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  • Devansh Mittal and Vidhi Bhutra

How Ashoka Picked its Next Vice Chancellor

On 10 November, 2022, it was announced to the Ashokan community that Somak Raychaudhury would succeed Malabika Sarkar as the Vice-Chancellor (VC) of Ashoka University.

He took over the Vice-Chancellorship on 4th January 2023. Previously, he was the Director of the Inter-University Centre for Astronomy and Astrophysics (IUCAA), Pune. Having completed his doctorate in Astrophysics from the University of Cambridge, he has taught at the universities of Birmingham and Presidency.

“His appointment follows an extensive global search,” according to the announcement on mail. But how exactly did Ashoka University find him?

Who was supposed to look for a new VC?

In the middle of 2021, a Search Committee was constituted by the Governing Body of the University. The committee’s role was to look for and appoint the new Vice Chancellor for the University.

The previous Vice Chancellor, Malabika Sarkar, held the office from 1st August 2019 to 1st January 2023. After the completion of her term, she is now the Principal Academic Advisor at Ashoka.

A Vice-Chancellor can be appointed for three years, according to the Haryana Private Universities Act. Thereafter, their term can be renewed.

The 15-member committee was composed of both academics (Professors Ashwini Deshpande, Nayanjot Lahiri, Upinder Singh, Gautam Menon, Bharat Ramaswamy, L.S. Shashidhara, Srinath Raghavan and Rudrangshu Mukherjee) and non-academics ( Founders and Trustees Ashish Dhawan, Dr. Pramath Raj Sinha, Sid Yog, Karishma Sanghvi, Zia Lal Kaka, Amit Chandra and Madhu Dhamani).

It was chaired by Amit Chandra, Founder and Trustee. He is currently the Managing Director of BainCapital, India. The chairman’s role was to lead and coordinate the search process. He also summarized discussions to enable the move to the next stage.

“The brief was simple: an individual with excellent academic credentials who has administrative experience and is in empathy with the aims and vision of Ashoka University,” said Professor Rudrangshu Mukherjee, Chancellor and Professor of History, Ashoka University, over mail, when asked by The Edict about the qualities the committee had to look for in a candidate.

The Committee first appointed a search firm - Spencer Stuart. Spencer Stuart is a leadership consulting firm based in Chicago, with one of its flagship services being Executive search.

How did the Committee work?

The firm provided the committee with a list of potential candidates from around the world. The committee pruned down the list to 8-9 suitable candidates. It then further prepared a shortlist of 3 candidates.

They had regular meetings for 18 months. As the committee progressed toward finalization, it met more frequently — from once a month to twice a month to once every ten days.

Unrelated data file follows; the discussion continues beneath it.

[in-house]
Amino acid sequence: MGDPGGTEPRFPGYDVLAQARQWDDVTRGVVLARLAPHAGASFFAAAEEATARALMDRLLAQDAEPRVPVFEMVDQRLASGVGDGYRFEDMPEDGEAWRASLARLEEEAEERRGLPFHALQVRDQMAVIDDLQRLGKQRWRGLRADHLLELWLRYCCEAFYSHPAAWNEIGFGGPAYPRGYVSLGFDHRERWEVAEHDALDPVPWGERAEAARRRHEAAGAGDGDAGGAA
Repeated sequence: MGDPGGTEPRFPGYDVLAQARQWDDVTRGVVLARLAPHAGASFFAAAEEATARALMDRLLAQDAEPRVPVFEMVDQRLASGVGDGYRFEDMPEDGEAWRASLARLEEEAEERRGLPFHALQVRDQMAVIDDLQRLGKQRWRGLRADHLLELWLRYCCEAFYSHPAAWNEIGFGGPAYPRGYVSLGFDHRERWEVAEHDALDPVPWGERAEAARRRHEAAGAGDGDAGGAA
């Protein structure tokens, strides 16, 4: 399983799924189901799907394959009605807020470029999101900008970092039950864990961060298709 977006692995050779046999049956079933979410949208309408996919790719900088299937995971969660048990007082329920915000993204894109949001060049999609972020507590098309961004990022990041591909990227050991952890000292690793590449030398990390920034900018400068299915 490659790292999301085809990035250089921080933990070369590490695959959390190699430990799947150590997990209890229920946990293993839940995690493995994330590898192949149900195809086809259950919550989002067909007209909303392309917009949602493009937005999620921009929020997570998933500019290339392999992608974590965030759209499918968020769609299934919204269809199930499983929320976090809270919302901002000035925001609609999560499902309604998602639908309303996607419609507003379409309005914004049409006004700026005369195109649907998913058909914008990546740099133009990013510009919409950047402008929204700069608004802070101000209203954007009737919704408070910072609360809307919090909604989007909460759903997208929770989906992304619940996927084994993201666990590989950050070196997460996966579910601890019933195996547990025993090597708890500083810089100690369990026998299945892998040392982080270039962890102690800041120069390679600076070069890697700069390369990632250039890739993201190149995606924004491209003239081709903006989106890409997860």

When asked to describe the functioning of the committee, Mukherjee replied, “Intense discussion with a frank and free exchange of views without the slightest note of discord.”

The interactions were friendly, there was good synergy and consensus, while on some topics “we agreed to disagree and decided to move on,” explained Professor L.S. Shashidhara, Professor of Biology at Ashoka then and currently the Director of National Centre for Biological Sciences (NCBS) to The Edict over mail.

There were no differences between the academics and the non-academics, according to both Shashidhara and Mukherjee.

So, how was the final candidate chosen?

The final three candidates made presentations and visited the campus.

They both maintained that the decision to select the new VC was reached unanimously. At no point did the committee find itself in a situation to call for voting. No member exercised any special power in the form of a veto.

“When we started talking to Somak, it was clear that this is the person we need to meet the demands of a new, but fast growing University.” remarked Shashidhara. Names of other candidates considered could not be revealed for reasons of confidentiality.

In his inaugural email to the student body, Raychaudhury wrote how after establishing itself as a frontrunner in the important field of liberal arts education, “Ashoka is now putting equivalent emphasis on the core Science disciplines.”

The Edict asked Mukherjee about how the choice of an astrophysicist reflected the university's priorities in terms of Sciences and Social Sciences. To which he said, “The priorities of Ashoka University remain what they have been from its inception.” He further added that “Dr Raychaudhury is a top class astrophysicist with an enormous empathy for and understanding of the humanities and social sciences.”

The Edict reached out to other members of the search committee, but received no response.

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